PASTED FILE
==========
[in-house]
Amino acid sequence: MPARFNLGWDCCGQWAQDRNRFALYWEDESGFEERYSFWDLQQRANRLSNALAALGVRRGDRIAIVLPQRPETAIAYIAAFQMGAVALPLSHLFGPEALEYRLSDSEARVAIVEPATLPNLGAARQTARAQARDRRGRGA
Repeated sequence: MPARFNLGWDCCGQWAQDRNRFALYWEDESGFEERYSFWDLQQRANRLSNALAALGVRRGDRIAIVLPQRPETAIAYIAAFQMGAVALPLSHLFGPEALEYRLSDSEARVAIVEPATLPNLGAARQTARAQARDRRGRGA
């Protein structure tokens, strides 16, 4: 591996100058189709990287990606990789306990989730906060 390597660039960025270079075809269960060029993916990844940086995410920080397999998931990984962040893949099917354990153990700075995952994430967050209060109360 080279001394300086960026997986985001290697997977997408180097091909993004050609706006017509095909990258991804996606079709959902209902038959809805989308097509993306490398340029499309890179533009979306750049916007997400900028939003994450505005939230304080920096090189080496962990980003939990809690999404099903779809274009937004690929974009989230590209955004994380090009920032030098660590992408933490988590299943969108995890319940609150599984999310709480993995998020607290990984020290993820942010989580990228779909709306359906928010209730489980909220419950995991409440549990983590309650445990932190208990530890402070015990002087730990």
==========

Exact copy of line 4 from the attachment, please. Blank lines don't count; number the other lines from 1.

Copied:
């Protein structure tokens, strides 16, 4: 591996100058189709990287990606990789306990989730906060 390597660039960025270079075809269960060029993916990844940086995410920080397999998931990984962040893949099917354990153990700075995952994430967050209060109360 080279001394300086960026997986985001290697997977997408180097091909993004050609706006017509095909990258991804996606079709959902209902038959809805989308097509993306490398340029499309890179533009979306750049916007997400900028939003994450505005939230304080920096090189080496962990980003939990809690999404099903779809274009937004690929974009989230590209955004994380090009920032030098660590992408933490988590299943969108995890319940609150599984999310709480993995998020607290990984020290993820942010989580990228779909709306359906928010209730489980909220419950995991409440549990983590309650445990932190208990530890402070015990002087730990």